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13 star American national flag made by either the granddaughter of Betsy Ross, Rachel Albright, or her great-granddaughter, Sarah M. Wilson, who together participated in a cottage industry making little flags in the East Wing of Independence Hall in Philadelphia. The flags were produced for the tourist trade and possibly sometimes presented as gifts to individuals who made donations to the American Flag House and Betsy Ross Memorial Association. Among the flags made by Albright and Wilson, this is the largest known, which makes it extraordinary. The two women are rumored to have made flags as large as 3 by 5 feet, but nothing larger than this 10 � x 16 �-inch example has thus far surfaced. Perhaps larger flags were sewn with a treadle machine and not signed, but that seems unlikely given that it was the Ross name that made the flags desirable to their clientele. Most of the Ross granddaughter flags measure about 5.5� x 9.5�. Slightly larger examples are known that are 12 to 14-inches on the fly, but these are particularly rare. The stripes of the flag are constructed of silk ribbon and hand-sewn with tiny stitches and a degree of precision seldom seen on American textiles. The five-pointed stars are executed with lineal lines like a spokes on a carriage wheel or the rowel of a spur. These are constructed of silk floss on a canton made of blue silk taffeta and there is a hand-sewn cotton binding along the hoist. The Albright and Wilson flags are extremely easy to identify because their construction is so distinctive. There is nothing else like them made during this period. That having been said, they were individually made and do exhibit a small degree of personalized variation. The sleeves or hoist bindings vary in width and some have tiny, hand-sewn grommets. Rachael and Sarah proudly proclaimed that this is what the original flag looked like, with a perfect wreath of 13 stars, but no hard evidence exists to substantiate it. In fact, no one knows precisely what the star configuration was on the first flag, but it is unlikely that it had a perfect circle of stars. Of the very few Colonial examples that survive, none are in this pattern. Further, while there are thousands of 13 star flags that still exist today that were made during the 19th century for all manner of patriotic purpose, only one single flag made prior to the 1890�s seems to have survived with a �Betsy Ross�, perfect circle pattern. The Albright and Wilson flags are among the very first to be produced in this design and are probably responsible for the fact that this pattern is now so popularly connected with the Betsy Ross name. In other words, flags made in this pattern made afterwards were probably copied from the Ross Granddaughter flags. One of these small flags appears on the Betsy Ross House website ( A signed example is picture in �The Stars and the Stripes� by Mastai, 1973, p. 228. Albright and Wilson appear to have stopped making flags of this kind sometime around 1912-1915. Two unusual things accompany the flag. One of these is a certificate issued in 1905 that commemorates a fiscal gift to the American Flag House and Betsy Ross Memorial Association, made by Mrs. Eliza Cowley Eaton of Warren, Pennsylvania. Warren is located in the very rural, northwest quadrant of the state, and even today it takes more than five hours to travel from Warren to Philadelphia. Another item accompanying the flag is a gold foil print that quite likely dates to the same time period and was likely included with the flag and certificate. Pictured are an eagle, Ft. McHenery, and some of the text to Francis Scott Key�s Star Spangled Banner. Key is pictured at the bottom along with either Betsy Ross or Mary Pickersgill (maker of the Star Spangled Banner). Flags made by Wilson and Albright typically either came with a note or a signature along the hoist (sleeve). This particular flag had neither, but its construction is precisely that of Albright and Wilson and the date of the accompanying documents allows easy establishment of the date of the flag. Also accompanying the flag will be a high-quality scan of a hand-written history of the Ross family, penned by Rachel, will accompany the flag. Written in 1903, I discovered the note accompanying another large scale (although smaller) example of an Albright flag. I kept the note because it was so significant, and later lent it to the first major exhibit on Betsy Ross, held in the late fall and early winter of 2010-2011 at Winterthur, the estate and museum of the collection of Henry Francis Dupont, which houses one of the nation's very best textile conservatories. Mounting: The gilded, American molding dates to the period between 1840 and 1870. This is a pressure-mount between 100% cotton velvet and U.V. protective acrylic.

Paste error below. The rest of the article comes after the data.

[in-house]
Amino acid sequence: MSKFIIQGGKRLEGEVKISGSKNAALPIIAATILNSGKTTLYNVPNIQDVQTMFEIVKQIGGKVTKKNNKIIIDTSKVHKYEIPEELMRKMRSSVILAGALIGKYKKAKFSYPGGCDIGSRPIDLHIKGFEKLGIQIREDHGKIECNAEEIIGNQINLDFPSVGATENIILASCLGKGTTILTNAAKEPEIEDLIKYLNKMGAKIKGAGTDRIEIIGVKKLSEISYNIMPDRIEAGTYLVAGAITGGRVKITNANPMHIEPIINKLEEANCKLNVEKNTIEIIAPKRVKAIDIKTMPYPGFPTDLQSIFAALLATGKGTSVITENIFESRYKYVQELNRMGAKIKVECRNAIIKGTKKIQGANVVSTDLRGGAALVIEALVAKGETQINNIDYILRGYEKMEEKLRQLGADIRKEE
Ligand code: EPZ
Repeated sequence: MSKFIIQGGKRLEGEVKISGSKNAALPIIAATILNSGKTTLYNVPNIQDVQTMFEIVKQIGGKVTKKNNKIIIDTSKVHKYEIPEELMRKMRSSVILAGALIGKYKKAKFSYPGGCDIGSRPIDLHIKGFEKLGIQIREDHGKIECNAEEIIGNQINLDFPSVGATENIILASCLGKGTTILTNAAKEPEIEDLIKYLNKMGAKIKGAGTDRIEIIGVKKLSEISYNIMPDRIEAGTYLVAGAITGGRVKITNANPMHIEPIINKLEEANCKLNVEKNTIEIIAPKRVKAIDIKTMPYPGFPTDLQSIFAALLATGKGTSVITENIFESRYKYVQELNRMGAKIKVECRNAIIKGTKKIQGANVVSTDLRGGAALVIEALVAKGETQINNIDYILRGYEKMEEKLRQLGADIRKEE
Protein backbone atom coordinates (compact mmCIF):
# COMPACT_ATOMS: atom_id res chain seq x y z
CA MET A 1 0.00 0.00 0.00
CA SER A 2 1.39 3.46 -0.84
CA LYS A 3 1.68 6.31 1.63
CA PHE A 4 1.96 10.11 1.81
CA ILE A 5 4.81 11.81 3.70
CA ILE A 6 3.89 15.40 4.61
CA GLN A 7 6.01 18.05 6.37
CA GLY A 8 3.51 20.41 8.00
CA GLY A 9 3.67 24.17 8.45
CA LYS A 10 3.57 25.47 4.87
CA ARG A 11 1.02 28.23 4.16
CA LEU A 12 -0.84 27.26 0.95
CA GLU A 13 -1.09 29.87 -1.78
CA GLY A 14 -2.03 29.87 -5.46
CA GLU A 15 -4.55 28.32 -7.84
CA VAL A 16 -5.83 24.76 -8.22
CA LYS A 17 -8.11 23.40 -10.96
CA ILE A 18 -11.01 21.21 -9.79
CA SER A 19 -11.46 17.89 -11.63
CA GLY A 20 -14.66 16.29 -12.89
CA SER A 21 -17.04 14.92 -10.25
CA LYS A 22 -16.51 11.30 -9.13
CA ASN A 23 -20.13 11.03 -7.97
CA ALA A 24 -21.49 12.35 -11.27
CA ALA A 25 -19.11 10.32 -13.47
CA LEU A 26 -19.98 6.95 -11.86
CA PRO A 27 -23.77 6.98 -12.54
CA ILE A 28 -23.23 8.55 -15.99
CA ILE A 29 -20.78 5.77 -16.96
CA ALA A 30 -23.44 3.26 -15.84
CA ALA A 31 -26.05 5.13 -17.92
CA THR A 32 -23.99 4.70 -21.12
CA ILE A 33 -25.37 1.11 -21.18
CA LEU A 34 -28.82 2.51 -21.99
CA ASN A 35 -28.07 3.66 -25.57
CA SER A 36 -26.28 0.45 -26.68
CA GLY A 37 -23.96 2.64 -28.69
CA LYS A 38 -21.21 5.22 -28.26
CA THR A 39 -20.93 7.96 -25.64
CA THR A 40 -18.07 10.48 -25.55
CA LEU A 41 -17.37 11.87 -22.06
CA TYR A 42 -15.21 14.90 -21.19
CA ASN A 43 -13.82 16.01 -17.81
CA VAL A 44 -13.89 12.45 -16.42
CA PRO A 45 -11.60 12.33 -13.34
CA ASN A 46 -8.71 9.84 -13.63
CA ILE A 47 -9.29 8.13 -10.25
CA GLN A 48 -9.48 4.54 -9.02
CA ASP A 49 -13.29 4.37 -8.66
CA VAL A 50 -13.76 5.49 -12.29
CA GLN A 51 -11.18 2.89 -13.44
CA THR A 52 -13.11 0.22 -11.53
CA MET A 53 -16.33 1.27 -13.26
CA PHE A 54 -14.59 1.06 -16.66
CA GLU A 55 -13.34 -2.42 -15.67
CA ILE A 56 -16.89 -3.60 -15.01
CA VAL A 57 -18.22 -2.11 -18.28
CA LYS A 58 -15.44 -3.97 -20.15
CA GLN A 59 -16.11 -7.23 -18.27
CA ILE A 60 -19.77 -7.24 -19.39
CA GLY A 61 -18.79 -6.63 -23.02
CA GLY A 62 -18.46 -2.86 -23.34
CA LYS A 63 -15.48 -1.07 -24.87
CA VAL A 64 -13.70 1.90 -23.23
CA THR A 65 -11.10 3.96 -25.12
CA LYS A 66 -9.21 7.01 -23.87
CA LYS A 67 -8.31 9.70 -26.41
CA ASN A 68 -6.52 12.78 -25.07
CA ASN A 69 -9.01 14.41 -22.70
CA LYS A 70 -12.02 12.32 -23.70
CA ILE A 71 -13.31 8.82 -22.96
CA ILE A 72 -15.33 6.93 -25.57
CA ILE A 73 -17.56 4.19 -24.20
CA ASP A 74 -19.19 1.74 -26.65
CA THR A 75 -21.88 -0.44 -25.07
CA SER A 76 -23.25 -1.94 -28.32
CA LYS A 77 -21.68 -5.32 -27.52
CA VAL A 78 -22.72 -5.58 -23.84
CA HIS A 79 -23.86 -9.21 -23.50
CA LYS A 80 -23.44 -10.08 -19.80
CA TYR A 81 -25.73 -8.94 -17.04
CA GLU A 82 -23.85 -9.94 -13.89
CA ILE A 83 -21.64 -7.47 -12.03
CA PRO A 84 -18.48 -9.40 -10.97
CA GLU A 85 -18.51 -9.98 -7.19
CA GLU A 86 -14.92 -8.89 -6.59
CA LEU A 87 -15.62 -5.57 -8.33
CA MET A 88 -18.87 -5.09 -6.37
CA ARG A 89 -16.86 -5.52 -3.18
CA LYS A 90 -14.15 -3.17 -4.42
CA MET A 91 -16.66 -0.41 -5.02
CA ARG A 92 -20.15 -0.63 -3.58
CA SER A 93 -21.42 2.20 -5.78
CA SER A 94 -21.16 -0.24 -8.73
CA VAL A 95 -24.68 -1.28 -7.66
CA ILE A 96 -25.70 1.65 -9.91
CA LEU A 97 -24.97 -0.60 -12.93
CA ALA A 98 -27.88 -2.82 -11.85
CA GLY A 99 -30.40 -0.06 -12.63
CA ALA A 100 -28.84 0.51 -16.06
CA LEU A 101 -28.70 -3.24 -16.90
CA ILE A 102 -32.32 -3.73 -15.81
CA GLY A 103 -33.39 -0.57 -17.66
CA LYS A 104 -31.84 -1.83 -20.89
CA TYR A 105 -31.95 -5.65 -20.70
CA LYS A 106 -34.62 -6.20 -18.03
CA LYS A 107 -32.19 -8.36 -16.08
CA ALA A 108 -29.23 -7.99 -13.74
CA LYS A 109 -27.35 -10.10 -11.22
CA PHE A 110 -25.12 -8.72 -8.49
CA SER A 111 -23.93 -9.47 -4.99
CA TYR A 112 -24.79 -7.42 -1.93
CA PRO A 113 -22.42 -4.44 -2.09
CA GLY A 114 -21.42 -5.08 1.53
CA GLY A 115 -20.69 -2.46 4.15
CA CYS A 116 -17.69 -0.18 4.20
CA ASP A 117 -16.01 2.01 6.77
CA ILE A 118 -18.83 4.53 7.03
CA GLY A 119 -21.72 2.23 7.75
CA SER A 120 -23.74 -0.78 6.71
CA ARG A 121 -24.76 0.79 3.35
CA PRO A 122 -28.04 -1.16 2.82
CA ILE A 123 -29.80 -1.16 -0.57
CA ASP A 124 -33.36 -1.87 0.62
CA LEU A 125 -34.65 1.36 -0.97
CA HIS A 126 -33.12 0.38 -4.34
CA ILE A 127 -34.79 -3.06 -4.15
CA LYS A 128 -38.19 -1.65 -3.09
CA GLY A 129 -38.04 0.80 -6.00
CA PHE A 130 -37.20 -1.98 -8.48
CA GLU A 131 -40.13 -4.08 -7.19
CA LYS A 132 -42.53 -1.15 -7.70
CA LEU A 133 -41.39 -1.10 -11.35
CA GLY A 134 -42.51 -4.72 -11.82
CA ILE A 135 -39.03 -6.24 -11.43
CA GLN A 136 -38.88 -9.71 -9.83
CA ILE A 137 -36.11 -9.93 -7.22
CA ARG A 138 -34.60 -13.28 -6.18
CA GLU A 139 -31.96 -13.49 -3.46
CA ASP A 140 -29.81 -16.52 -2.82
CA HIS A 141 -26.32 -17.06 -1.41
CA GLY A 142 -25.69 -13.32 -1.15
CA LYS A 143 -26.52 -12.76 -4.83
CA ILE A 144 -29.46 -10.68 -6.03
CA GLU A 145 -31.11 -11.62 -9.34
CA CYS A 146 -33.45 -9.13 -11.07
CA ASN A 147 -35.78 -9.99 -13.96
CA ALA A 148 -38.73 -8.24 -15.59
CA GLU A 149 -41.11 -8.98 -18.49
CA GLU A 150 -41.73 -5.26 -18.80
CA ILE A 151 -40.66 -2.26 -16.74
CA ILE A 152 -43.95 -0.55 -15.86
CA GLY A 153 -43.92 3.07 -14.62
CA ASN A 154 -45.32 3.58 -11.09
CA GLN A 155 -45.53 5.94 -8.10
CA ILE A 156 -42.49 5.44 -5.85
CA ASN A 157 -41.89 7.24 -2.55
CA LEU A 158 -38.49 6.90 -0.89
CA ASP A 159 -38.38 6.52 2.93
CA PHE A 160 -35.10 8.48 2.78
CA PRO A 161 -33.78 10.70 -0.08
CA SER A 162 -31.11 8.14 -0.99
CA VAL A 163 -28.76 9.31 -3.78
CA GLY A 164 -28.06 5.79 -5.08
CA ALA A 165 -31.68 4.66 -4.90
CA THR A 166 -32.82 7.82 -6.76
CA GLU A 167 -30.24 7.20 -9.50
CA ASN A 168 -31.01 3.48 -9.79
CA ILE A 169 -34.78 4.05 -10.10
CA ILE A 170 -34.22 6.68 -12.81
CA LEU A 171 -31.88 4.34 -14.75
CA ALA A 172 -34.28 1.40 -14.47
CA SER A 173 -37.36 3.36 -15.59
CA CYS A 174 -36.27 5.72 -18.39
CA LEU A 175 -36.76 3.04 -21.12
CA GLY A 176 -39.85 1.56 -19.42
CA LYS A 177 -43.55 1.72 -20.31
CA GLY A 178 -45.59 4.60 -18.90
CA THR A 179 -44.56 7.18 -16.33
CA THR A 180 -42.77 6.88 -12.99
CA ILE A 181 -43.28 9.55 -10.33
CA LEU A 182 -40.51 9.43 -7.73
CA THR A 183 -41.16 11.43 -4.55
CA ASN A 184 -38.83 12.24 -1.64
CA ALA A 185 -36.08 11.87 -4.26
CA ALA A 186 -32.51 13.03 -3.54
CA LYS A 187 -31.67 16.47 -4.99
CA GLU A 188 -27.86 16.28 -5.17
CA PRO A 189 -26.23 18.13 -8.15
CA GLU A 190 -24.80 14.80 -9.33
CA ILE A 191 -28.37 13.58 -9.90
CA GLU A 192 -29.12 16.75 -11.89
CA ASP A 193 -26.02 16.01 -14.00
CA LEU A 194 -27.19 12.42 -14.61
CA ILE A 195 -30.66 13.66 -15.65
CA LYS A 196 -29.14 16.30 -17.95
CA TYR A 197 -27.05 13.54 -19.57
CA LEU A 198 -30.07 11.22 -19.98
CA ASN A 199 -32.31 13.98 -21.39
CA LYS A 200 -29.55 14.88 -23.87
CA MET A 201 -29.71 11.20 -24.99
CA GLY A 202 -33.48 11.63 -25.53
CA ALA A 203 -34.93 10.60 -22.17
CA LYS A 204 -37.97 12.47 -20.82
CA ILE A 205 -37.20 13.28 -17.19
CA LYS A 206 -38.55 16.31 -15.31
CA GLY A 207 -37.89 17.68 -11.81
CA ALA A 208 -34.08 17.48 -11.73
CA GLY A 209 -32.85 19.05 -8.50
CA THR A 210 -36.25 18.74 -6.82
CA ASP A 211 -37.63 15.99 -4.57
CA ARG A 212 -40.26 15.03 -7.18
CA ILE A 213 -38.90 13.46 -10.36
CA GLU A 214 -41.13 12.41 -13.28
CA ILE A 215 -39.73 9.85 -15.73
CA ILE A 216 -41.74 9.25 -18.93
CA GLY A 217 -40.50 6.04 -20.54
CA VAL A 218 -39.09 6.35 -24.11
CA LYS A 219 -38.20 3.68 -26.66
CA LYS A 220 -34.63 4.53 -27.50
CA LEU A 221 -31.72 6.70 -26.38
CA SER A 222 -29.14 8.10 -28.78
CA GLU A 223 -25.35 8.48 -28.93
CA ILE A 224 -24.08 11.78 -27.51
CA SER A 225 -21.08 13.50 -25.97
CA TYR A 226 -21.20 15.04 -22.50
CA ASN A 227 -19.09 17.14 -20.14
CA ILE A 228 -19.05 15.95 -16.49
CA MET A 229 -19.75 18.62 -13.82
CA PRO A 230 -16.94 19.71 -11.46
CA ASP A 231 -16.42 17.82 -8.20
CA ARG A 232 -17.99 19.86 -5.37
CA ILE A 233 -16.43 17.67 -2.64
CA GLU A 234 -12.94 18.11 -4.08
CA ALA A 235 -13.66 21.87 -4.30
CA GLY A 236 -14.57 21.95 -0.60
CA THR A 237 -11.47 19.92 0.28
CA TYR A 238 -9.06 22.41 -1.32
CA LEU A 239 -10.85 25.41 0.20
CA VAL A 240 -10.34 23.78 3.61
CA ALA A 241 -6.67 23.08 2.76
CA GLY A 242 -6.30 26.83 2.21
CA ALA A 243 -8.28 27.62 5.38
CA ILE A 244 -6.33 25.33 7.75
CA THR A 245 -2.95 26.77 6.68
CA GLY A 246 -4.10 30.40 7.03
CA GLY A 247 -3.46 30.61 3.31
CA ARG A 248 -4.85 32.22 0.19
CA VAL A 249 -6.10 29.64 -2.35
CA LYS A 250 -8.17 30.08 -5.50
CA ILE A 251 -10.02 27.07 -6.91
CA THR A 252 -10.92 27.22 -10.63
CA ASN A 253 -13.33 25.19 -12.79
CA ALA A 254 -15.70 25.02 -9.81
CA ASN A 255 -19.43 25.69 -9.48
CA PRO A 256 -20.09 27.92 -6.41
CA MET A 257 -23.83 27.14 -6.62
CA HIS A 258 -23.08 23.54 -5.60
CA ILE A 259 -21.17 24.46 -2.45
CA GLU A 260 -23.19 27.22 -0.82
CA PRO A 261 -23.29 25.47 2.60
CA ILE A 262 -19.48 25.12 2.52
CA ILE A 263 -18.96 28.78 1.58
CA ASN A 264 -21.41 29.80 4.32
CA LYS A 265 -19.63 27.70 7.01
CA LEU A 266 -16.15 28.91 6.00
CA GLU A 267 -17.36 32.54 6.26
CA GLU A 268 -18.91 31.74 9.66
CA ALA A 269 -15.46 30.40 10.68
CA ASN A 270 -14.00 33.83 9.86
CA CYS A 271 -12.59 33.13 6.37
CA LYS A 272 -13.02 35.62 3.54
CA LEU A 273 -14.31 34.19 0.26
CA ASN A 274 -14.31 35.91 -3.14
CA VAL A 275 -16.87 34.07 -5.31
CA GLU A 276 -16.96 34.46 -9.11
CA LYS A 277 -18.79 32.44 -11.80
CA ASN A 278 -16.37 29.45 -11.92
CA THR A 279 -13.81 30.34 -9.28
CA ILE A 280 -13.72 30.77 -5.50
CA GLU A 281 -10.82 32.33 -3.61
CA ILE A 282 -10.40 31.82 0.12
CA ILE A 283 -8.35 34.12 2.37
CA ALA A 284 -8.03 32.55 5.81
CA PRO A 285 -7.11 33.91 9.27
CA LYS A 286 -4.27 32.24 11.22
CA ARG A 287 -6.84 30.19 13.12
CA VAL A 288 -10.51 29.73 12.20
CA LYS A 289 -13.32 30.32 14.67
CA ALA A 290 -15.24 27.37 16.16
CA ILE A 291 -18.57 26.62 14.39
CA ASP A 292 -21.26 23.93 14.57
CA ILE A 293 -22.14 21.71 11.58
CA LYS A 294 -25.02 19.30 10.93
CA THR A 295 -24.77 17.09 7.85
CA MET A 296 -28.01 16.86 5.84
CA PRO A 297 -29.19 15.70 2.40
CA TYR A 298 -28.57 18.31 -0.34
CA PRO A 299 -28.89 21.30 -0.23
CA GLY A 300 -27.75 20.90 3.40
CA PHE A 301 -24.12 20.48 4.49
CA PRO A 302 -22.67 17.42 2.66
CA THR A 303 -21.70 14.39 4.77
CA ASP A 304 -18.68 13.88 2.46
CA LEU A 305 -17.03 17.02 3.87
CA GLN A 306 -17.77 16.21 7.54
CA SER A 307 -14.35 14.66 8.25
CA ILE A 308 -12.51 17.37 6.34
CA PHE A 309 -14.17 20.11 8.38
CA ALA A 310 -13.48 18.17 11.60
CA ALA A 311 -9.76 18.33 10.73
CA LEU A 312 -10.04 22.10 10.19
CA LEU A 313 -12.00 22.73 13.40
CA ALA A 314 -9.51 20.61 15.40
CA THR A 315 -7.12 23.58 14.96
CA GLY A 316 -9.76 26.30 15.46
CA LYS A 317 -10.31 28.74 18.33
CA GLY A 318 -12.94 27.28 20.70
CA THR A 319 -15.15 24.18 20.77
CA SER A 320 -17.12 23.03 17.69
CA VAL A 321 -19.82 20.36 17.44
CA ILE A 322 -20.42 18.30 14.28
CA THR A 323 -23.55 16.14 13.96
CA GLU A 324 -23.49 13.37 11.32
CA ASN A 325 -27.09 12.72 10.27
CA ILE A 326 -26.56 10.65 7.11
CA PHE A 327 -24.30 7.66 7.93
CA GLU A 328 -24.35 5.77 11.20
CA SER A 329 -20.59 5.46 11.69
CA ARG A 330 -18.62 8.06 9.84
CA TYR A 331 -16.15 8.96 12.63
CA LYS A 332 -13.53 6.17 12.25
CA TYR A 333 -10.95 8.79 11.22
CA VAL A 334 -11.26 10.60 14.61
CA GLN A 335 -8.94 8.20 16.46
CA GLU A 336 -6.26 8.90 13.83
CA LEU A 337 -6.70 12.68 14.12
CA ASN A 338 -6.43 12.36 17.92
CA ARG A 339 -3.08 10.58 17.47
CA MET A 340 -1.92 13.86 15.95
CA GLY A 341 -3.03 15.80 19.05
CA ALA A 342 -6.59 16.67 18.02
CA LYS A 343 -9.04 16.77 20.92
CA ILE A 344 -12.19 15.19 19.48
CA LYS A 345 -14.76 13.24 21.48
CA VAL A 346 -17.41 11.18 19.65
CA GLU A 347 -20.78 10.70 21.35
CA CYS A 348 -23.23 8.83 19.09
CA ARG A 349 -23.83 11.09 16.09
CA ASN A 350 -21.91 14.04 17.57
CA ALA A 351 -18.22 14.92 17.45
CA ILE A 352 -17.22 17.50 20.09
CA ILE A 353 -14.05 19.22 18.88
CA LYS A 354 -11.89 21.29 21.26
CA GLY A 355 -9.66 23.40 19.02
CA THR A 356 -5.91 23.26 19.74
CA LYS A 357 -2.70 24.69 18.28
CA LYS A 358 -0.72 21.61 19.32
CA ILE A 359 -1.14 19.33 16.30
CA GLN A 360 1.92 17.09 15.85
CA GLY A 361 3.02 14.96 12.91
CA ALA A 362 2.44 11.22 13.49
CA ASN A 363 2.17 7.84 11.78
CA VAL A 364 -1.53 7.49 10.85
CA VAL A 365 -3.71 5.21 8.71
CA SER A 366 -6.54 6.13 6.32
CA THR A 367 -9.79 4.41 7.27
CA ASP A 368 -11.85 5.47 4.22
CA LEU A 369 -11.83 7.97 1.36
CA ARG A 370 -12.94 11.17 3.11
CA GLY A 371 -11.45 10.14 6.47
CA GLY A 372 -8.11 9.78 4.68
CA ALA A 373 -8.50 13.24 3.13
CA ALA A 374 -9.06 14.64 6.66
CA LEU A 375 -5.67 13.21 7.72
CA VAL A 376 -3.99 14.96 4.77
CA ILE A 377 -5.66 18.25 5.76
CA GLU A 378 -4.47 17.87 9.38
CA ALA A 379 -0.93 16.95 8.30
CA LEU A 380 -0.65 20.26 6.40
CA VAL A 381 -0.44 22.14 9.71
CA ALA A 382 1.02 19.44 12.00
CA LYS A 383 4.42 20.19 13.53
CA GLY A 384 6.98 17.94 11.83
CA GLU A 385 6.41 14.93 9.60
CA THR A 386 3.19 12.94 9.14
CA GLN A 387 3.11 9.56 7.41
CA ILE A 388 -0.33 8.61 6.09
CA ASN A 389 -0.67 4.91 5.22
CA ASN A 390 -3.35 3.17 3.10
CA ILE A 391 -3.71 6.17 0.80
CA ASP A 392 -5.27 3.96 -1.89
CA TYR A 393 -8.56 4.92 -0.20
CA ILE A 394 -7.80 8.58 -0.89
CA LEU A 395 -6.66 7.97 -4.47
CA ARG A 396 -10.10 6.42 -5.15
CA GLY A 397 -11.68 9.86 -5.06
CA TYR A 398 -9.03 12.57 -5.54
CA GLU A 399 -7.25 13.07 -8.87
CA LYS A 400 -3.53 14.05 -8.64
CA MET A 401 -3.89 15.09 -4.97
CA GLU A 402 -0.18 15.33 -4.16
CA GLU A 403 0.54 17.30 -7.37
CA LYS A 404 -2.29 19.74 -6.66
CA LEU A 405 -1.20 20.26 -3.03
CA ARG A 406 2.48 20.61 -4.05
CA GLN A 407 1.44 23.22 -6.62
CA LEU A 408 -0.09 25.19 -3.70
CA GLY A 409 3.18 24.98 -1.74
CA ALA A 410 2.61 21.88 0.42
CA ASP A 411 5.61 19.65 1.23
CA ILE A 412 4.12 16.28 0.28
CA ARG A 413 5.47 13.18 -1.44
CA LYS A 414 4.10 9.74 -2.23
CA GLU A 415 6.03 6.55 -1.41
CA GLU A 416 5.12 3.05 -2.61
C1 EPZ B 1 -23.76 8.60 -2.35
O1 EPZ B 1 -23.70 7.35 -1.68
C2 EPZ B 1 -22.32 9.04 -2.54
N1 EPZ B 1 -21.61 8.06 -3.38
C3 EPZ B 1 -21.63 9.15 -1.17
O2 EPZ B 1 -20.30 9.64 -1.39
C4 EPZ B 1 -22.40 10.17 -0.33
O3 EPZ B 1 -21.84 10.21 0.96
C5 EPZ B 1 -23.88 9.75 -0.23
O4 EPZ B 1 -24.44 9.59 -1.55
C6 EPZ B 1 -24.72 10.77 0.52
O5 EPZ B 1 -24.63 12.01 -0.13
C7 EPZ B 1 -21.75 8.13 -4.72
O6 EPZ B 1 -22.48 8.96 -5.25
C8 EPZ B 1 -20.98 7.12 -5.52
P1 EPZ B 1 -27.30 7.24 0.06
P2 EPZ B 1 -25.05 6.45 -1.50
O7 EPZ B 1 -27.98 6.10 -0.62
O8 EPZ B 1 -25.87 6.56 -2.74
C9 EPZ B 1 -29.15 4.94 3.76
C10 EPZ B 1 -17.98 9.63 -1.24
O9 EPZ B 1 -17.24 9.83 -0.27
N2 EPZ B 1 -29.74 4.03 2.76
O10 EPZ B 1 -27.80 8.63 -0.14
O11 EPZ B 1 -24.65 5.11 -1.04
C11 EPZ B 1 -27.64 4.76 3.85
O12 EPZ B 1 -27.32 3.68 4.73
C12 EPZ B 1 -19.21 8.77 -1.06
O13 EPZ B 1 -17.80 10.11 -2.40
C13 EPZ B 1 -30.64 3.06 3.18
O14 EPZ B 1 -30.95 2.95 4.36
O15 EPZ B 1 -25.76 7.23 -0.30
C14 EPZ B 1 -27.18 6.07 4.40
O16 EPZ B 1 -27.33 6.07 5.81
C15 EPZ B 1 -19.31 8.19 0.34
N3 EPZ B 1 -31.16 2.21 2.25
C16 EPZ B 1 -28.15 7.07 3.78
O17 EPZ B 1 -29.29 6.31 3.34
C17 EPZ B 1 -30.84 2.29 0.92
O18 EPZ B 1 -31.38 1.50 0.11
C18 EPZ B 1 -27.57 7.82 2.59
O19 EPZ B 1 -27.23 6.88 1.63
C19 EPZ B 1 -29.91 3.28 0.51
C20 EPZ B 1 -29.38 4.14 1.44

Inventory Number:


Jeff R. Bridgman American Antiques, llc
Contact   Jeff Bridgman Phone: (717) 502-1281
Period: 1st Half 20th Century (1901 -1949)
Date: 1905
Condition: There is moderate fabric breakdown and associated loss in the canton. Fabric of similar coloration was placed behind it for masking purposes. Much of the silk used in the making of American flags during the period between the mid-19th century and the mid-20th century was weighted with mineral salts, which resulted in splitting and breakdown of this nature.
Measurements: Frame: 20.5" x 26" Flag: 10.75" x 16"
Inventory Other Inventory by this Dealer
Price: SOLD
E-mail: Inquire
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